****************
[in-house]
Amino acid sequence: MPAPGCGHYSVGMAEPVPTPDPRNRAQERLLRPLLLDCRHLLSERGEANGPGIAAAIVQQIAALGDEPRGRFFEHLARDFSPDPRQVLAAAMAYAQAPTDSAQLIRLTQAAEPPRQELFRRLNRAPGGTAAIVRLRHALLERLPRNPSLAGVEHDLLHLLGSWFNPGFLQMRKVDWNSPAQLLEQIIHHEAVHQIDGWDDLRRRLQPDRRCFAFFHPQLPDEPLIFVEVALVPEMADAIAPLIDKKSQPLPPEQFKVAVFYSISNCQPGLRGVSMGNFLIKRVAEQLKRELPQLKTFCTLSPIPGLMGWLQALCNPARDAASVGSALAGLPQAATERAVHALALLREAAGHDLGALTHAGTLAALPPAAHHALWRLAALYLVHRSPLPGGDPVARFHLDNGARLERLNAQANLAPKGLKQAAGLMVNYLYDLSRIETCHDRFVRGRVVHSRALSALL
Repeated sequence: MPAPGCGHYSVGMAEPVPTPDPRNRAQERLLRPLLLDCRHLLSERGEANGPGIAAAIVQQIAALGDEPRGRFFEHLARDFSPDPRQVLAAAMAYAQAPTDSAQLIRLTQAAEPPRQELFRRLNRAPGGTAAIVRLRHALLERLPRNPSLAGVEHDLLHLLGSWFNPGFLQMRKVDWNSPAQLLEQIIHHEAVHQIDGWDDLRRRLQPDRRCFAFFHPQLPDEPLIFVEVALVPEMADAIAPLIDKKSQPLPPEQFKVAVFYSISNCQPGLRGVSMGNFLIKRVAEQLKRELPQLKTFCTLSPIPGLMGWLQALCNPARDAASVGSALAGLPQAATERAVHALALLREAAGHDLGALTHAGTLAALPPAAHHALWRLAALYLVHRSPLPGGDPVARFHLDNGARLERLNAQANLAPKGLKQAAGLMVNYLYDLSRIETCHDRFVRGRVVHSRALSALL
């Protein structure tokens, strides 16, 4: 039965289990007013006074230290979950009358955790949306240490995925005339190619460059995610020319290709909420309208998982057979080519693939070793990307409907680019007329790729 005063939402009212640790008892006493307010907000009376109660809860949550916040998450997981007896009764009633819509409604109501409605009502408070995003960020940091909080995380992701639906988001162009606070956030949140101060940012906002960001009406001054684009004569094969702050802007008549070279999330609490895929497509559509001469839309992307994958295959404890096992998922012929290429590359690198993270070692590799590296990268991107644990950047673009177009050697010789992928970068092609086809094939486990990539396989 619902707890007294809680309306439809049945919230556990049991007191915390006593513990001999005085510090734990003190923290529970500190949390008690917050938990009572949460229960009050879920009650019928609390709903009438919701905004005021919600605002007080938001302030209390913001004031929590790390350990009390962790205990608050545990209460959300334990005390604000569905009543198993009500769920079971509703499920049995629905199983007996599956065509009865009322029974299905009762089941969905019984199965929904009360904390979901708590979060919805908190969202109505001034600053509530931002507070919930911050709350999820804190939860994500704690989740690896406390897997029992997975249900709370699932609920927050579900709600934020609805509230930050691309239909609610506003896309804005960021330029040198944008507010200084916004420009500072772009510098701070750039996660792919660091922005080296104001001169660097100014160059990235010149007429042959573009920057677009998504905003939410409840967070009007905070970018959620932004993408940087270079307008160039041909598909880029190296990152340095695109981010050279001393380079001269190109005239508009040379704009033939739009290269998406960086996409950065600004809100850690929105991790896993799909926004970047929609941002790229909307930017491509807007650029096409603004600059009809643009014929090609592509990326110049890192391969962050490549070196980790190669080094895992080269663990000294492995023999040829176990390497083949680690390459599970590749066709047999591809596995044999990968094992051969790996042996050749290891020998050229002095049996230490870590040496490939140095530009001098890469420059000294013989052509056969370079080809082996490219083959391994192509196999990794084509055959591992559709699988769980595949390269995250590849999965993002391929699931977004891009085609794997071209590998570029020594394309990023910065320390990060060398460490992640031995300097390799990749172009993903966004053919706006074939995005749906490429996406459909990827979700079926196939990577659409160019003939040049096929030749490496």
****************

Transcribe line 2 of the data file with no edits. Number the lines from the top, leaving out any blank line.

Amino acid sequence: MPAPGCGHYSVGMAEPVPTPDPRNRAQERLLRPLLLDCRHLLSERGEANGPGIAAAIVQQIAALGDEPRGRFFEHLARDFSPDPRQVLAAAMAYAQAPTDSAQLIRLTQAAEPPRQELFRRLNRAPGGTAAIVRLRHALLERLPRNPSLAGVEHDLLHLLGSWFNPGFLQMRKVDWNSPAQLLEQIIHHEAVHQIDGWDDLRRRLQPDRRCFAFFHPQLPDEPLIFVEVALVPEMADAIAPLIDKKSQPLPPEQFKVAVFYSISNCQPGLRGVSMGNFLIKRVAEQLKRELPQLKTFCTLSPIPGLMGWLQALCNPARDAASVGSALAGLPQAATERAVHALALLREAAGHDLGALTHAGTLAALPPAAHHALWRLAALYLVHRSPLPGGDPVARFHLDNGARLERLNAQANLAPKGLKQAAGLMVNYLYDLSRIETCHDRFVRGRVVHSRALSALL